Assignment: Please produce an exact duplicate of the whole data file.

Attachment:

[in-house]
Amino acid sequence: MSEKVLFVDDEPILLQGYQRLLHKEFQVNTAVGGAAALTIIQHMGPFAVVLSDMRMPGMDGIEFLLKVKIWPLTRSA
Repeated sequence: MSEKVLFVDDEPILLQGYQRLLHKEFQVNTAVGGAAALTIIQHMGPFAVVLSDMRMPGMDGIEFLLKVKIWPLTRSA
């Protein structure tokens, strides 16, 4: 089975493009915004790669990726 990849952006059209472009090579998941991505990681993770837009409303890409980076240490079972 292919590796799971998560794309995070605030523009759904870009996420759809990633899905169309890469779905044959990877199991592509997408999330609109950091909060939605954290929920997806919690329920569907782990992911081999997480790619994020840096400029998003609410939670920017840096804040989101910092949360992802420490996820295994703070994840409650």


[in-house]
Amino acid sequence: MSEKVLFVDDEPILLQGYQRLLHKEFQVNTAVGGAAALTIIQHMGPFAVVLSDMRMPGMDGIEFLLKVKIWPLTRSA
Repeated sequence: MSEKVLFVDDEPILLQGYQRLLHKEFQVNTAVGGAAALTIIQHMGPFAVVLSDMRMPGMDGIEFLLKVKIWPLTRSA
């Protein structure tokens, strides 16, 4: 089975493009915004790669990726 990849952006059209472009090579998941991505990681993770837009409303890409980076240490079972 292919590796799971998560794309995070605030523009759904870009996420759809990633899905169309890469779905044959990877199991592509997408999330609109950091909060939605954290929920997806919690329920569907782990992911081999997480790619994020840096400029998003609410939670920017840096804040989101910092949360992802420490996820295994703070994840409650």